Viw Magazine


  • Written by Bradley Thomas

New Hypertension Guidelines released by the National Heart Foundation today will provide healthcare professionals with the latest evidence when dealing with patients who have blood pressure.


This latest guideline includes both a primary and secondary prevention focus on the contemporary management of hypertension in the context of an aging population with increasing complexities.


Heart Foundation Chief Medical Advisor Prof Garry Jennings said the Guideline differs from some other guidelines due to recent evidence outside the patient groups covered by the management of absolute cardiovascular risk (NVDPA, 2012) as well as information arising from new trials addressing blood pressure as a single risk factor in people with moderate or high risk measured using a variety of methods.


“This Guideline offers advice on new areas including out-of-clinic blood pressure measurement using ambulatory or home procedures, white-coat hypertension and blood pressure variability,” Prof Jennings said.


“A key difference is the new evidence for a target blood pressure of <120mmHg in some patient groups.


“There is a recommendation in certain high cardiovascular risk populations to aim for this lower target with close follow-up to identify adverse effects including low blood pressure symptoms such as fainting, electrolyte abnormalities and changes in kidney function.”


The new Guideline complements the current Absolute Risk Guidelines, addressing additional age groups, important comorbidities or target organ damage in hypertension that are known to increase risk.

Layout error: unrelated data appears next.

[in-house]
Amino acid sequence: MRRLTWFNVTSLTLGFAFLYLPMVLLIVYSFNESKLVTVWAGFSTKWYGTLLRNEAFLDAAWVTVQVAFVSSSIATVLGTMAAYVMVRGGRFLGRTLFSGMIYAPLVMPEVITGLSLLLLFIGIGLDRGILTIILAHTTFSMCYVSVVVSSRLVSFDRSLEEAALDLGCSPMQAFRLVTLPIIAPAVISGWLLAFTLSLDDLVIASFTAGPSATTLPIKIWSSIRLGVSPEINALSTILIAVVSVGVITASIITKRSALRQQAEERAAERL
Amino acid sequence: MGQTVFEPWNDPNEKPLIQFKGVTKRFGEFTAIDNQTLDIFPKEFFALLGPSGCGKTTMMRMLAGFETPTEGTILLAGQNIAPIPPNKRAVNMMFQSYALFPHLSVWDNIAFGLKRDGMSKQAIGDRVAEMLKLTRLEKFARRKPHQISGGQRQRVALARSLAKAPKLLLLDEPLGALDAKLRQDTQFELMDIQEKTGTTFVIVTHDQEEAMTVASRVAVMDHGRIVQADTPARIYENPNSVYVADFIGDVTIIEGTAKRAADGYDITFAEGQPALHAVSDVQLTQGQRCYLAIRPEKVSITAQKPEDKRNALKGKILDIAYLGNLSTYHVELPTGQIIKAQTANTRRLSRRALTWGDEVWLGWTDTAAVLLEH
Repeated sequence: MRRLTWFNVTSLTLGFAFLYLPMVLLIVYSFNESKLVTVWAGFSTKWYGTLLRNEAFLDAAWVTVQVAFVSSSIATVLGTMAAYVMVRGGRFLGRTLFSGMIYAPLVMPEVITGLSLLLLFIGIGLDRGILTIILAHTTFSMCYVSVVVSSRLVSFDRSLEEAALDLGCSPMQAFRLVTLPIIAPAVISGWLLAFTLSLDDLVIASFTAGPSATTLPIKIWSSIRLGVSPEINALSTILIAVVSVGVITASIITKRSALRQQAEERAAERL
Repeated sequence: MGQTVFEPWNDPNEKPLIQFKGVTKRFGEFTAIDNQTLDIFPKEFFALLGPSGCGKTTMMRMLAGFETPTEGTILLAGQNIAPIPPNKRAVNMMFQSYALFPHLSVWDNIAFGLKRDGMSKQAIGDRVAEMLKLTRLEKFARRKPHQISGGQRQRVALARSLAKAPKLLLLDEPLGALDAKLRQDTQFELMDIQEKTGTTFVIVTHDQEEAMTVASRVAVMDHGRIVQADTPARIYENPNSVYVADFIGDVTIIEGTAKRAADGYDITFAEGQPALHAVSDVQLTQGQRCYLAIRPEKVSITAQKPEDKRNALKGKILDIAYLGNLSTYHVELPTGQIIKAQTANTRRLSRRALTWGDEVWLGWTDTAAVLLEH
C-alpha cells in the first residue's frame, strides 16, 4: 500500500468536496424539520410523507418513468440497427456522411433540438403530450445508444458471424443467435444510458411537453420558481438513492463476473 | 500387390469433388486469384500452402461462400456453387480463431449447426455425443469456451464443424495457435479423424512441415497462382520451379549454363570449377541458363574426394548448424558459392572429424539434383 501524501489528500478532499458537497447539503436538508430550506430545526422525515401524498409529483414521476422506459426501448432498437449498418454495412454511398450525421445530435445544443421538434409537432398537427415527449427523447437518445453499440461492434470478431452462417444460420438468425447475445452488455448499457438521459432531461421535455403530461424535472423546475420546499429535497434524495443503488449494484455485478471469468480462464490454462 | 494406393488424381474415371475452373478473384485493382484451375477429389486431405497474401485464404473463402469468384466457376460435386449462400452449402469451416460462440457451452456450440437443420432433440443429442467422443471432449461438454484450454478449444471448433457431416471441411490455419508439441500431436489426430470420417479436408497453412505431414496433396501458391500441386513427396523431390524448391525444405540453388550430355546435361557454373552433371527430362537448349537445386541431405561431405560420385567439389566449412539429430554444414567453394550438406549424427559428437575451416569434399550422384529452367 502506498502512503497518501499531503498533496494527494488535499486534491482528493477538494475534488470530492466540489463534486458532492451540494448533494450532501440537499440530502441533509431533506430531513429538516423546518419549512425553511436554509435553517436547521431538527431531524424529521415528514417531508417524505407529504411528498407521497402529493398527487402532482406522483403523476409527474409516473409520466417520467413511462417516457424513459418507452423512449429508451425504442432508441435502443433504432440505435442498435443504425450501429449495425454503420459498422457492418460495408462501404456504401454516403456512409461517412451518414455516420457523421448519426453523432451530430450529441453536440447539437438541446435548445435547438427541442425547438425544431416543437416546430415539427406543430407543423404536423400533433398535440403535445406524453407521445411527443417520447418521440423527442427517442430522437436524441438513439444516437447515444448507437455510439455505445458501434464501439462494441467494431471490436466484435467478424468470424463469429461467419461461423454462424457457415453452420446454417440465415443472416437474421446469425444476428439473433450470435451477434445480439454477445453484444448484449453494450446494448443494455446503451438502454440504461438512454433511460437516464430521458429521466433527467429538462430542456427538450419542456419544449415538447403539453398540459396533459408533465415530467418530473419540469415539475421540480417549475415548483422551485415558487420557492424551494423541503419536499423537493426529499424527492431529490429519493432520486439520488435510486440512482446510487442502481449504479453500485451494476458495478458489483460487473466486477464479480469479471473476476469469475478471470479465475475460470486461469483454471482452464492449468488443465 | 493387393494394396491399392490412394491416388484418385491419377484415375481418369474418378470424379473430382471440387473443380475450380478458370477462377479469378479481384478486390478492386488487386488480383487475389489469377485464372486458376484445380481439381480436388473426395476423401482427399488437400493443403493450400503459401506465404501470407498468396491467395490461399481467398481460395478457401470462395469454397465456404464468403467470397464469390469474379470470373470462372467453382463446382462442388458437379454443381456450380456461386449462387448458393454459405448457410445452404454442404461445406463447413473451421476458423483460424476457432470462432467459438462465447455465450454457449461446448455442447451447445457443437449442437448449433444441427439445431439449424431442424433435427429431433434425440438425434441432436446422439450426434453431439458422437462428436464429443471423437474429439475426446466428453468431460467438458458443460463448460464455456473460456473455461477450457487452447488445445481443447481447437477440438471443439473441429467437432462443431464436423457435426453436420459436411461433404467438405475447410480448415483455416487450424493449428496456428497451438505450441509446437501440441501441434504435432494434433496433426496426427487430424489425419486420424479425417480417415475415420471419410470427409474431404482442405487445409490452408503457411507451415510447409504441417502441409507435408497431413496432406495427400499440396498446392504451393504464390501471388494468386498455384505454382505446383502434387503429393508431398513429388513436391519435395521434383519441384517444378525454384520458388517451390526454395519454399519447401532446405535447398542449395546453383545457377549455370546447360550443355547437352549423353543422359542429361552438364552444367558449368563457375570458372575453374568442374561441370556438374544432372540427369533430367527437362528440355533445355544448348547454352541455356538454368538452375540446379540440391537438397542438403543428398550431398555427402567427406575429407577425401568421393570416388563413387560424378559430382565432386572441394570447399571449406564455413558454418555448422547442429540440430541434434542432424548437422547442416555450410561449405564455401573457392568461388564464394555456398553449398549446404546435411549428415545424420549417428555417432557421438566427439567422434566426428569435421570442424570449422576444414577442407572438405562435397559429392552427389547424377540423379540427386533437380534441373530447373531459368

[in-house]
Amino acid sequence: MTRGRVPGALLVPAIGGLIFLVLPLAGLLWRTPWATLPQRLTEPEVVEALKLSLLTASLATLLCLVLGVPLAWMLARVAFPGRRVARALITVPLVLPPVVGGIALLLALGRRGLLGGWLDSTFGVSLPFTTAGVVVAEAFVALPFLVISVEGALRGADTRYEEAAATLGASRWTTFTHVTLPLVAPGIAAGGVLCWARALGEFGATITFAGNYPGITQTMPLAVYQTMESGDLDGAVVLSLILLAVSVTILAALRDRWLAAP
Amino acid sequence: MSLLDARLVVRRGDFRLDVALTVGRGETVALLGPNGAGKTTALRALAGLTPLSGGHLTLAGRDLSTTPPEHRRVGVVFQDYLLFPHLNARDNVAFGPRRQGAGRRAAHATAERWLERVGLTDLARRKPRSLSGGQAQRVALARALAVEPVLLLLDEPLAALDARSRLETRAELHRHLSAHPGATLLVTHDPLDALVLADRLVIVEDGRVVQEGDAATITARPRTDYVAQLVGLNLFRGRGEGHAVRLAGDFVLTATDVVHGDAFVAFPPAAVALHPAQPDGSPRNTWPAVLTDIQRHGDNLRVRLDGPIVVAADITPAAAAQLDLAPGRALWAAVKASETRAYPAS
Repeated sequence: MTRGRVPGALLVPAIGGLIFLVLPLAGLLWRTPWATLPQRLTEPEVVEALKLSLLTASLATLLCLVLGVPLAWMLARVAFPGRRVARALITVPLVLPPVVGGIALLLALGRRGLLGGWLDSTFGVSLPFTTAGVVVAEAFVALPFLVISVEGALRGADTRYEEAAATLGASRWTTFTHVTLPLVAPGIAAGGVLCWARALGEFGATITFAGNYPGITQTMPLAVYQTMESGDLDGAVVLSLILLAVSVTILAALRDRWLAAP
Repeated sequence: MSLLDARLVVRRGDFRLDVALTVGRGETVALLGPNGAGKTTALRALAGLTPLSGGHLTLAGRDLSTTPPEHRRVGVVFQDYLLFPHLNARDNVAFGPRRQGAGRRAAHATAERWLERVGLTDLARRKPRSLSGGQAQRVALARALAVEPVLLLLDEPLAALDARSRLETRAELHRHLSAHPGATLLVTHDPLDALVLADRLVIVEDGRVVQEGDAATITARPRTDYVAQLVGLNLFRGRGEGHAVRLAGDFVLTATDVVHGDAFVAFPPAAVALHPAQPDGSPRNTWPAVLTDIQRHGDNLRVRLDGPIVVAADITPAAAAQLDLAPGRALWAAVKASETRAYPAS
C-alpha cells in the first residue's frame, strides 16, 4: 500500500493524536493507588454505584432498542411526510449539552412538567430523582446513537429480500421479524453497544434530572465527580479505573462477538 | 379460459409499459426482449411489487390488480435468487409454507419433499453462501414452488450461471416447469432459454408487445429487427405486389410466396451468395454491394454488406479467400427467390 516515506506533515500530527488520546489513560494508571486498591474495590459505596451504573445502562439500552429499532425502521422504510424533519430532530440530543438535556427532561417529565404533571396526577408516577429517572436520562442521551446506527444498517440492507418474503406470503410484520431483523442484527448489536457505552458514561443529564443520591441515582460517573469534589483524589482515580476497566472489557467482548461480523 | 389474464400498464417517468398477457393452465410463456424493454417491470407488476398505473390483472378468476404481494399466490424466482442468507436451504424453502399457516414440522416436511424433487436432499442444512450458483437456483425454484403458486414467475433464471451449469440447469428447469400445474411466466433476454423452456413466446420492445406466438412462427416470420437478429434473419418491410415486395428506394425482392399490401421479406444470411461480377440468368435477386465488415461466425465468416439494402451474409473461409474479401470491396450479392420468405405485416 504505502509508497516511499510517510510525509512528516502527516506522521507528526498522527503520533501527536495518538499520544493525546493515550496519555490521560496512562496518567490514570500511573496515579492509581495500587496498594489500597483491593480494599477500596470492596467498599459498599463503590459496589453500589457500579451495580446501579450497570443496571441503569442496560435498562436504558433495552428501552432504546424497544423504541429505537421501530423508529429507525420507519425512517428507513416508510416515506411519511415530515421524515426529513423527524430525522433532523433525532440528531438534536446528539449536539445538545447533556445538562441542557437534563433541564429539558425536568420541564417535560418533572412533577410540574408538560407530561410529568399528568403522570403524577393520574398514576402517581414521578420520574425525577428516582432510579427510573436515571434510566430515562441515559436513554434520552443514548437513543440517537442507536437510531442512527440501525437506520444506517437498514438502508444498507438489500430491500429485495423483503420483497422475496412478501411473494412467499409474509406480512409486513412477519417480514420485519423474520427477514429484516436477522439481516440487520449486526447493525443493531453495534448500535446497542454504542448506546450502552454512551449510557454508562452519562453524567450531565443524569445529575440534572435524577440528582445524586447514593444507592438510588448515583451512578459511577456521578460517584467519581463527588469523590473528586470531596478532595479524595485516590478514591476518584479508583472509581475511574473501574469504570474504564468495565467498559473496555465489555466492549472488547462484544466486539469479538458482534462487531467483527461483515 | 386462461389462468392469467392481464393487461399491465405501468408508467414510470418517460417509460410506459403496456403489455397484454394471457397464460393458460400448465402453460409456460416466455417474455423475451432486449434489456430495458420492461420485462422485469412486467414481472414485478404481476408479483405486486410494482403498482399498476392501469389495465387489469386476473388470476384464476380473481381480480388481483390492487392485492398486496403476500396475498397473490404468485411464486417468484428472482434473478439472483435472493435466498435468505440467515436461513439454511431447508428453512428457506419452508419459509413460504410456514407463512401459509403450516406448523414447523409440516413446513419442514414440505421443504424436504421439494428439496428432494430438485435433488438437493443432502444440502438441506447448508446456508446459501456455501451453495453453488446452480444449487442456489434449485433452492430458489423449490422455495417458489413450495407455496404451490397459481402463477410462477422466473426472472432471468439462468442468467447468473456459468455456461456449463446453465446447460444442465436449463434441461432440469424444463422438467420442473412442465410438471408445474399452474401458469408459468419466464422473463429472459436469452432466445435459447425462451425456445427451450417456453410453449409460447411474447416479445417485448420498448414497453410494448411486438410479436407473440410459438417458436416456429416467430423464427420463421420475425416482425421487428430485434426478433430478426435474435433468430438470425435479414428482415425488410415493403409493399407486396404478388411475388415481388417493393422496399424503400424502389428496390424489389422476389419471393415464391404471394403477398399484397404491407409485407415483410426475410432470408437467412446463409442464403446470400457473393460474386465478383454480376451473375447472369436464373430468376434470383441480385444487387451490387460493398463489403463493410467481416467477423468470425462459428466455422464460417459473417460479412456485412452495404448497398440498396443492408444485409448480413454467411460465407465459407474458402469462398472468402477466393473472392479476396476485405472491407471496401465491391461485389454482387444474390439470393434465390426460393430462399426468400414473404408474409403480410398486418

“In these guidelines it has been necessary to make recommendations based on a lot of recent evidence on management of hypertension,” Prof Jennings said.


“There is no one size fits all approach when managing hypertension but these guidelines will help clinicians address some of the variables each individual patient provides.


“We know that GPs want as much certainty as possible to help personalise their approach to treating patients with hypertension.

“This new guideline will guide management of hypertension in Australia for the immediate future.”

The National Blood Pressure and Vascular Disease Advisory Committee, an expert committee of the National Heart Foundation, developed the new guideline.


Prof Jennings said committee members were selected based on their recognised expertise and included representatives from Royal Australian College of General Practitioners, National Stroke Foundation, Kidney Health Australia, Hypertension Nurses Australia, National Prescribing Service Medicinewise and the High Blood Pressure Research Council of Australia.


The RACGP has recommended the Guideline for approval as an Accepted Clinical Resource.


Prof Jennings said all Australians aged 18 years and over should have their blood pressure measur5ed by a health professional at least every two years.


“High blood pressure is a silent killer because there are no obvious signs or symptoms,” he said.


“The only way to know is to ask your GP for regular check-ups.


“Uncontrolled high blood pressure is one of the greatest preventable risk factors that contributes significantly to the cardiovascular disease burden.


“The good news is that hypertension can be controlled through lifestyle modification and in more serious cases by blood pressure-lowering medications.”


NOTE: Hypertension Guidelines will be available at this link from 12.01am on Monday


Key statistics


  • One in three Australians aged 30-65 have been diagnosed by a GP with high blood pressure – that’s 3.5 million people
  • More than one in 10 Australians aged 30-65 (12%) have NOT had a blood pressure check in the last two years.
  • Heart Foundation estimates that more than 900,000 Australians aged 30-65 have high blood pressure or high cholesterol but don’t know it.


What are the differences between the Guideline and other guidelines?

The differences related to targets (Table 1) and treatment strategies (Table 2) are detailed below.

Table 1: Targets

NA = Not applicable

Table 2: Treatment strategies


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